Quantcast
Connect with us

Turkey shortage means Thanksgiving dinner shopping prices will go up: analysts

Published

on

Fewer turkeys in U.S. warehouses in September will likely mean slightly higher prices this Thanksgiving after a bird flu outbreak wiped out more than nine million turkeys, experts said after the government monthly cold storage report on Thursday.

Frozen turkey stocks in September totaled 268.0 million lbs, down 21.3 million from August and 29.2 million less than September 2014, based on the U.S. Department of Agriculture data.

ADVERTISEMENT

Total hens, the centerpiece of most Thanksgiving meals, last month at 130.1 million lbs, dropped 30 million lbs from August and 25 million from last year. Typically, over a five-year period, turkey stocks on average declined 11 million lbs from the end of August to Sept. 30.

Based on the five-year average, it was a record withdrawal for September, said independent market analyst Bob Brown. Last month’s turkey drawdown was more-than-normal, even as product is usually taken out of freezers beginning in September for the winter holidays.

Still, Brown was reluctant to declare the supply reduction a “shortage,”, which he said will be dictated more by how much consumers are willing to pay and whether they will turn more to another holiday staple, hams.

“There won’t be as many turkeys as last year, but a shortage means you can’t get them which is not the case. But, the prices you pay may be higher.”

ADVERTISEMENT

Dan Vaught, an economist at Doane Advisory Services, said turkey supplies undoubtedly will be tighter than last year.

But, he said, gauging overall turkey output over the next month is difficult as some processors feverishly ramp up production to mitigate losses from the virus.

“I’d be pretty surprised if retail turkey prices are as low this year as a year ago,” said Vaught.

ADVERTISEMENT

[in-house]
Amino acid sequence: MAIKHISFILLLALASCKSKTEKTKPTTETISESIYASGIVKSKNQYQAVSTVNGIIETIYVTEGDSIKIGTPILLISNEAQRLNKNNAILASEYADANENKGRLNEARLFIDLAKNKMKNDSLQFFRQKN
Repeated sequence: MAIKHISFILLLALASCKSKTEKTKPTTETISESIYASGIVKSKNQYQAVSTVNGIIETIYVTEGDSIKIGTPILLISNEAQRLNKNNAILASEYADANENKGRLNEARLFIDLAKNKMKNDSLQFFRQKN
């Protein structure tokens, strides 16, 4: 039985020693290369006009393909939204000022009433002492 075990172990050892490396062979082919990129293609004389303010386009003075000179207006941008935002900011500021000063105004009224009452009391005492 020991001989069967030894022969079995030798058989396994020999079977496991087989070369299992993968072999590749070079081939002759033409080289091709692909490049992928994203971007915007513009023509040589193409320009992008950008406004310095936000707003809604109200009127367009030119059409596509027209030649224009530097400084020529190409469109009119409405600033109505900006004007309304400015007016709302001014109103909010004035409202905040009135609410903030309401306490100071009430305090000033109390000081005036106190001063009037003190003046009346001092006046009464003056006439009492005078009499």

As the turkey industry braces for the potential of another round of bird flu this winter, their rival saw record amounts of ham and pork on ice after bouncing back from a virus that killed millions of pigs since March 2013.

September pork inventories totaled 656.4 million lbs, a record-high for the month. It eclipsed 2012’s 630.4 million September top and was the fourth straight monthly record.

Ham stocks last month last month at 247.4 million lbs hit an all-time high for any month, surpassing the August record of 237.5 million.

ADVERTISEMENT

Brown partly attributed September’s pork and ham storage records to increased hog numbers and sluggish ham exports to Mexico.

(Reporting by Theopolis Waters; Editing by Tom Brown)


Report typos and corrections to: [email protected].
READ COMMENTS - JOIN THE DISCUSSION
Continue Reading

Breaking Banner

Ex-FBI official urges Trump whistleblower to call the Bureau and report a ‘crime’ occurred

Published

on

The whistleblower at the heart of President Donald Trump's scandal involving Ukraine and Rudy Giuliani may need to call the FBI and report a crime, a former top official at the Bureau explained on MSNBC on Friday.

Frank Figliuzzi, the former assistant director for counterintelligence at the FBI, was interviewed by MSNBC's Nicolle Wallace on Friday shortly after The Wall Street Journal published a bombshell report that Trump personally pressured Volodymyr Zelensky eight times to work with Giuliani for oppo research on Joe Biden's son, Hunter.

Continue Reading

Breaking Banner

Trump ‘specifically pressured the president of Ukraine’: WSJ reporter explains bombshell report

Published

on

MSNBC anchor Nicolle Wallace on Friday interviewed one of the reporters behind a bombshell story on President Donald Trump and his interactions with Ukraine that are at the center of the whistleblower scandal.

"President Trump in a July phone call repeatedly pressured the president of Ukraine to investigate Democratic presidential candidate Joe Biden ’s son, urging Volodymyr Zelensky about eight times to work with Rudy Giuliani, his personal lawyer, on a probe, according to people familiar with the matter," The Wall Street Journal reported.

Continue Reading
 

Facebook

Images from global climate strikes show city streets packed with millions of people

Published

on

This Friday, millions of people around the world are skipping school and work to demand action on climate change. According to reports, "global climate strikes" are currently taking place in over 150 countries, all designed to take place ahead of the opening of the United Nations General Assembly and the Climate Action Summit this coming Monday.

Images coming out of New York City alone show the massive scale of the protests. Tweeting from the NYC march, climate activist Greta Thunberg said that "lower Manhattan is absolutely packed with people."

Continue Reading
 
 
Help Raw Story Investigate and Uncover Injustice. Join Raw Story Investigates for $1 and go ad-free.
close-image